Distributes a fully integrated non-invasive sub-clinical device which performs comprehensive neuropathic cardiovascular diagnostics, with a footprint small enough to fit in any physicians office. The Device is FDA Approved and is designed to identify numerous health risk factors at an early stage
HRV evaluates the balancing act between the sympathetic nervous system (fight and flight) and the parasympathetic nervous system (rest and digest). An imbalance in HRV is the #1 risk factor for sudden cardiac death. Heart rate variability is the physiological phenomenon of variation in the time interval between heartbeats. It is measured by the variation in the beat-to-beat interval.
Arterial stiffness is increasingly recognized as an important prognostic index and potential therapeutic target in patients with hypertension. It is closely linked to, but by no means synonymous with, raised blood pressure, and its physiopathology is still not fully understood. Aortic stiffness and arterial pulse wave reflections are key determinants of elevated central systolic pressure and are associated with adverse cardiovascular outcomes, independent of blood pressure.
PWV is the velocity at which the arterial pulse propagates through the circulatory system. PWV is used clinically as a measure of arterial stiffness. It has a strong correlation with cardiovascular events and all cause mortality, and has been as an indicator of target organ damage and a useful additional test in the investigation of hypertension. A high PWV has also been associated with poor lung function.
The impairment of sympathetic and
parasympathetic divisions of the nervous system leads to diabetic autonomic neuropathy (“DAN”), a condition that may affect different organ systems. Cardiovascular autonomic neuropathy (“CAN”), within the context of DAN, occurs when there is an impairment of autonomic control of the cardiovascular system after ruling out other causes of dysautonomia.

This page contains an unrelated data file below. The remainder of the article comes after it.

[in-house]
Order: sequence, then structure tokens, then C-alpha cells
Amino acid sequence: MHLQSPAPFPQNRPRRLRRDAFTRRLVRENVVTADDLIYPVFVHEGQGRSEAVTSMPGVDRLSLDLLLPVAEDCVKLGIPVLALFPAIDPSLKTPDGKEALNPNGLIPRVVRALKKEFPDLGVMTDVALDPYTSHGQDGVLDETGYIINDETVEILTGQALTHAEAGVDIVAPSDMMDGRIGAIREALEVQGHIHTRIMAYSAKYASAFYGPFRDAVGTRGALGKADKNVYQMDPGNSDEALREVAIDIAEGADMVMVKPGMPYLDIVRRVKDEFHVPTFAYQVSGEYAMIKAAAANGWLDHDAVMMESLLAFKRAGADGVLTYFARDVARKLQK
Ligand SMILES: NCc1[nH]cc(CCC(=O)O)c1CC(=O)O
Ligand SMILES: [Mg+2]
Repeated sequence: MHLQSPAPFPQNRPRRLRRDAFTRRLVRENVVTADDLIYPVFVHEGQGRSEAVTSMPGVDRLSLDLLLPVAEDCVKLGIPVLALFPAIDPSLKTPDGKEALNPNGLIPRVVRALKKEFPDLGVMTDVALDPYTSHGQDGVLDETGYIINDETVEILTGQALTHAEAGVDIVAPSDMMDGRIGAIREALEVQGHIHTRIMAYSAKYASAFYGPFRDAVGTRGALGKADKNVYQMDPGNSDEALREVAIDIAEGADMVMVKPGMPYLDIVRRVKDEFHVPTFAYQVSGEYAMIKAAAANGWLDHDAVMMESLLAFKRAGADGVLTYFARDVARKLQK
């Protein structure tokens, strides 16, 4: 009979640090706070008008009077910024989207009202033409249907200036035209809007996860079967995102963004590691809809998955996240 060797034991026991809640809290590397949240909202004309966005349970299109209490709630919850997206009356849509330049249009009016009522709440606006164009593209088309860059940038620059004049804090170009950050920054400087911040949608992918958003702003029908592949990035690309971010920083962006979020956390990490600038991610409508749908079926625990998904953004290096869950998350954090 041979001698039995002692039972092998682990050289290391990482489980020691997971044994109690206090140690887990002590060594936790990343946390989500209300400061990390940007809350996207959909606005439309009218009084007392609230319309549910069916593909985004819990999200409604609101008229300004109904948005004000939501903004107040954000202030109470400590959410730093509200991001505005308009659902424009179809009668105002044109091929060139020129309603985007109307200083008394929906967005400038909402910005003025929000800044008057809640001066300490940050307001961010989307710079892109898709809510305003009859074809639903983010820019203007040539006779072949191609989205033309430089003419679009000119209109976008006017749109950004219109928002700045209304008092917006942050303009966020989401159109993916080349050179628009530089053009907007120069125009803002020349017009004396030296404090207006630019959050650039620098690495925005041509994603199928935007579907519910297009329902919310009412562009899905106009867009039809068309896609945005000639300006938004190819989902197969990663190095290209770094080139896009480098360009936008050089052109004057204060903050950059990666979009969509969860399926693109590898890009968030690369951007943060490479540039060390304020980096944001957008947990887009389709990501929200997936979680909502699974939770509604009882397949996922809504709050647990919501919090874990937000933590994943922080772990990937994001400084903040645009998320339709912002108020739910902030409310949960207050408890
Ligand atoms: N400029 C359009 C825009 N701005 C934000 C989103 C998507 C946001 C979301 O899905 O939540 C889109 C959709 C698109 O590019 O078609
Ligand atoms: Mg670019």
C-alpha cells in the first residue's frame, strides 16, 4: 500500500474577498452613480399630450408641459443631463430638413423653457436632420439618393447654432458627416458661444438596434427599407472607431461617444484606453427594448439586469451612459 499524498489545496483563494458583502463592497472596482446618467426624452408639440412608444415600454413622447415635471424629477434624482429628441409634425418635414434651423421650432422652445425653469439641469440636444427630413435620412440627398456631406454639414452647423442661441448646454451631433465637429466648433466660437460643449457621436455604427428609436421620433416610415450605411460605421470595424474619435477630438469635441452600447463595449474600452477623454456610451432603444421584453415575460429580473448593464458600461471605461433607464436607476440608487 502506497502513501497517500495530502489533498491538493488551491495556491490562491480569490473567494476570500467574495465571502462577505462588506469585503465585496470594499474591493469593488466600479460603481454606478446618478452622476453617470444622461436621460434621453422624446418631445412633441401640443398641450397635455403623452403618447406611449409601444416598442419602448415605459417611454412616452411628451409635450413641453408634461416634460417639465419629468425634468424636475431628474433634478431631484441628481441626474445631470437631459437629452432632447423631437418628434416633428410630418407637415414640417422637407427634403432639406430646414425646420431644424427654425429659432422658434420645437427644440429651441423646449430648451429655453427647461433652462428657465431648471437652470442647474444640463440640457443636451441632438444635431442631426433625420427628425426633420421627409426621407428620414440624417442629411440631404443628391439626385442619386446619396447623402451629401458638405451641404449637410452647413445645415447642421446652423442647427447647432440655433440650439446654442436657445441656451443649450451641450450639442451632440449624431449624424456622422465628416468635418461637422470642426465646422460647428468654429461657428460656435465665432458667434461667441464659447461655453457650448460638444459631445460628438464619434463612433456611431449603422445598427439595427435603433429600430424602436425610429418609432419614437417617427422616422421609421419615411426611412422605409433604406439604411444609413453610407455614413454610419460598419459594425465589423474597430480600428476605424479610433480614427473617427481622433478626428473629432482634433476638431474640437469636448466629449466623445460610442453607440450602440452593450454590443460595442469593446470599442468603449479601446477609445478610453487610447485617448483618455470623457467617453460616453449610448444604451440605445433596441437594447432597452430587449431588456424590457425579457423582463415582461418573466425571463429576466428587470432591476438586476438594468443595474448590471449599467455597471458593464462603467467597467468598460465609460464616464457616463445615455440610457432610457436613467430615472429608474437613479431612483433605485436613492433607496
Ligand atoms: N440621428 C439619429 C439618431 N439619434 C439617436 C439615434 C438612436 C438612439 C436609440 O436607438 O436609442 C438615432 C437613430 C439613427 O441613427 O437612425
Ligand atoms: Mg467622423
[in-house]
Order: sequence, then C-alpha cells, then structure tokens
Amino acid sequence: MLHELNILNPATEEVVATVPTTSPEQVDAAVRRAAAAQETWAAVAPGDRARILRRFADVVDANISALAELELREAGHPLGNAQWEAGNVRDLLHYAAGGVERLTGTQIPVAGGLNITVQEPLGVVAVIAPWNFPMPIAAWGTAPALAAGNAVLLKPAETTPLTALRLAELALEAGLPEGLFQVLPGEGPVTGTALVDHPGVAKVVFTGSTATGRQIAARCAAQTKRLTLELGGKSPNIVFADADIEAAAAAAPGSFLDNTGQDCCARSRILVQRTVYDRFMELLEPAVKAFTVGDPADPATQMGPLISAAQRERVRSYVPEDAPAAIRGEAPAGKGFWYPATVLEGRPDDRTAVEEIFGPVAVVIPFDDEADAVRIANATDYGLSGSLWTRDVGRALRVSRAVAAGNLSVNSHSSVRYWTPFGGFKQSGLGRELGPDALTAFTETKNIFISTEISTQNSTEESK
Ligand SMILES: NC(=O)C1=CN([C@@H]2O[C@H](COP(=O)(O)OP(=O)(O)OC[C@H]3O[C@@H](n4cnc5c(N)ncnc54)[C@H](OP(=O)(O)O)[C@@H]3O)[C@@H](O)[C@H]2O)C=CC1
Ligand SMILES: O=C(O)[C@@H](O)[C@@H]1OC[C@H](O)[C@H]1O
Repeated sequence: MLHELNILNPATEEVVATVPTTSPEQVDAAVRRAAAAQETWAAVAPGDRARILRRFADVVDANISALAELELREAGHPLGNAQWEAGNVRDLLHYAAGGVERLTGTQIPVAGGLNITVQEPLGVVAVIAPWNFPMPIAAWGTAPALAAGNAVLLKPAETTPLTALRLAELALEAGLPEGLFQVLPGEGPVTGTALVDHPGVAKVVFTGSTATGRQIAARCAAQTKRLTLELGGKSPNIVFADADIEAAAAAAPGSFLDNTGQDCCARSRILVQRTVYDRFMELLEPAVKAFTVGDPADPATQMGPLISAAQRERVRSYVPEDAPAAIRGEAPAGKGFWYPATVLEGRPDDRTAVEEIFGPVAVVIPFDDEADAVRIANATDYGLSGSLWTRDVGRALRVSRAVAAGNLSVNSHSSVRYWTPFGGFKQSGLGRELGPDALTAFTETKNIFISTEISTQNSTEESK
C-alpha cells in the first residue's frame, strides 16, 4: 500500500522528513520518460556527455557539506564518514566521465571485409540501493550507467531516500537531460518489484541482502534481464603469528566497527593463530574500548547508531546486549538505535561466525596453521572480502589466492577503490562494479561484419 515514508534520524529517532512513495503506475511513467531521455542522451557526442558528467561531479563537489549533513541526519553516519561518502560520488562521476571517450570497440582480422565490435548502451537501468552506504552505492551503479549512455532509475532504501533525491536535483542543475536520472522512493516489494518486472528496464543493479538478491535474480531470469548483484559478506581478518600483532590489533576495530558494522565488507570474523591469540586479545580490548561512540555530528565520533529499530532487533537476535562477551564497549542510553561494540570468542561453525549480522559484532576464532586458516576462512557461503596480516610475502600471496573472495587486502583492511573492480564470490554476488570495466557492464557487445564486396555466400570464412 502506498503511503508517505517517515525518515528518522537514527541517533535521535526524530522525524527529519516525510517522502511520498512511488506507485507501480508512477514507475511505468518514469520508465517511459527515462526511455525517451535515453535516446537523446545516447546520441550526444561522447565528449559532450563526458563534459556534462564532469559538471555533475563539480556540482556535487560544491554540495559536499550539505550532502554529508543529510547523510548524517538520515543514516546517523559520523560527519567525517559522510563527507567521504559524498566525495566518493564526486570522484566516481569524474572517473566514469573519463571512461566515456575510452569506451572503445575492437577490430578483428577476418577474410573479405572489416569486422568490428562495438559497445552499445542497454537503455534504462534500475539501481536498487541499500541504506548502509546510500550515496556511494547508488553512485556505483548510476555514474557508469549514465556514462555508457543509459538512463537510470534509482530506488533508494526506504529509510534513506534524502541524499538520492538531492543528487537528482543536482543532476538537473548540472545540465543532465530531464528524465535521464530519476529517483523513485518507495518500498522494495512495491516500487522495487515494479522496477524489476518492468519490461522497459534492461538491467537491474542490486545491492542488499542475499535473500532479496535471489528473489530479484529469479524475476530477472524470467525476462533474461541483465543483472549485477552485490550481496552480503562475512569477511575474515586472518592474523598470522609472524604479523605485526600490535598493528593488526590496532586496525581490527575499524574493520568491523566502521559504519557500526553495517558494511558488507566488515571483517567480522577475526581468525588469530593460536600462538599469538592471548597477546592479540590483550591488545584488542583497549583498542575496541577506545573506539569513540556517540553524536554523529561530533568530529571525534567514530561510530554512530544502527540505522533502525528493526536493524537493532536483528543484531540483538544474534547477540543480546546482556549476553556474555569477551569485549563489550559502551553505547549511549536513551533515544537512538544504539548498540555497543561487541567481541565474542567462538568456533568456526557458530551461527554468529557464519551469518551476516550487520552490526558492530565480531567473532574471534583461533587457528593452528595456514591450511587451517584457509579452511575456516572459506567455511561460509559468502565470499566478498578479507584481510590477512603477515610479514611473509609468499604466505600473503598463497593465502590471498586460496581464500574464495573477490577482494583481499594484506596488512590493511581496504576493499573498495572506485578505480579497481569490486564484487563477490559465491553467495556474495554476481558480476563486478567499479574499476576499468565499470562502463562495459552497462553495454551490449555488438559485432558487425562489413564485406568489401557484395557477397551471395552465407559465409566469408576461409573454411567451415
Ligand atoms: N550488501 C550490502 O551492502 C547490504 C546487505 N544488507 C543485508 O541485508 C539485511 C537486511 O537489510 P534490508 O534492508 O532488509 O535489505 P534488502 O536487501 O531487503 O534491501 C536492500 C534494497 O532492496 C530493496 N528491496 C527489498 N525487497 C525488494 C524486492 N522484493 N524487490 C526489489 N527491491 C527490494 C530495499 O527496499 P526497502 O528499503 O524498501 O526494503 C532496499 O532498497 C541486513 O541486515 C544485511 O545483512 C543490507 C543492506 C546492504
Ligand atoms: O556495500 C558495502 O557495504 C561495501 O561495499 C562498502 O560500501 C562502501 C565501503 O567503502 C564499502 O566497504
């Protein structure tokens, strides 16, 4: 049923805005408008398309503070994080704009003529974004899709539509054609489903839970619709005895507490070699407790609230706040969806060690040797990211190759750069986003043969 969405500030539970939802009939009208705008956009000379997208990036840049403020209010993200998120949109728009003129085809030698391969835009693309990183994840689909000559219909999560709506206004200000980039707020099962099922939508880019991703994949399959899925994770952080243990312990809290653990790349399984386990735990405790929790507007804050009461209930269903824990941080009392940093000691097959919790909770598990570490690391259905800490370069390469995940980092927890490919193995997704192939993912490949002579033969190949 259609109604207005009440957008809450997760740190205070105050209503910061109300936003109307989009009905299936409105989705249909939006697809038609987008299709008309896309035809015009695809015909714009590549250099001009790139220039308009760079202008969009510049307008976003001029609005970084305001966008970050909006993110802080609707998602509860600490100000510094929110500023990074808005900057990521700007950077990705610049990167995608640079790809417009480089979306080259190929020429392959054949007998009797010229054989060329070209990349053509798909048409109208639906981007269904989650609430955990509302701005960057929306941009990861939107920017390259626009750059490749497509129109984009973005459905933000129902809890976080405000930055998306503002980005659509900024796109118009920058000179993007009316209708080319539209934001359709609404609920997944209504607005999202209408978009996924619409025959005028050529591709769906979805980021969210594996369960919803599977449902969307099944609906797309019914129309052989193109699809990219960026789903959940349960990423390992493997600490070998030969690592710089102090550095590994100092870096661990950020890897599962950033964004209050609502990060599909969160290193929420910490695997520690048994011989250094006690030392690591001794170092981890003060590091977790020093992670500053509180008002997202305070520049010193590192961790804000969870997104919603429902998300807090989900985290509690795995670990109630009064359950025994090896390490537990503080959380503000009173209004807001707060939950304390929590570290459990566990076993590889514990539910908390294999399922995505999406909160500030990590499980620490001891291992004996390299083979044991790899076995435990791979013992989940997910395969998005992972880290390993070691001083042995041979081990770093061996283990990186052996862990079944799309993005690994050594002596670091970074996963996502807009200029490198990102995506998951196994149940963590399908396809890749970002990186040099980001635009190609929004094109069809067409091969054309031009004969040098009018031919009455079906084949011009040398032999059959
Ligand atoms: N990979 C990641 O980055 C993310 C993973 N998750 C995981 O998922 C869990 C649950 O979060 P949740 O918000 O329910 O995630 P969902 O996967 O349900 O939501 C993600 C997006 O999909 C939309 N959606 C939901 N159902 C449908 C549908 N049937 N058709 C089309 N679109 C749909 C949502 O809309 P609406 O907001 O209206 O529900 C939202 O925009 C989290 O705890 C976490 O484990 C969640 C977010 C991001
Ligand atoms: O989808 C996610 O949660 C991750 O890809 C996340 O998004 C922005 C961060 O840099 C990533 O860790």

Plethysmography uses blood pressure cuffs or other sensors attached to an instrument called a plethysmograph (or pulse volume recorder) to measure changes in the volume of a limb (or extremity). Arterial plethysmography may be used to rule out blockage of an artery in the leg or to identify problems in the smaller arteries in the hands, fingers, feet, and toes.
ABI is the ratio of the blood pressure at the ankle to the blood pressure in the upper arm (brachium). Compared to the arm, lower blood pressure in the leg suggests blocked arteries due to peripheral artery disease (PAD). The ABI test is a popular tool for the non-invasive assessment of PVD. Studies have shown the sensitivity of ABI is 90% with a corresponding 98%
specificity for detecting hemodynamically significant stenosis in major leg arteries.
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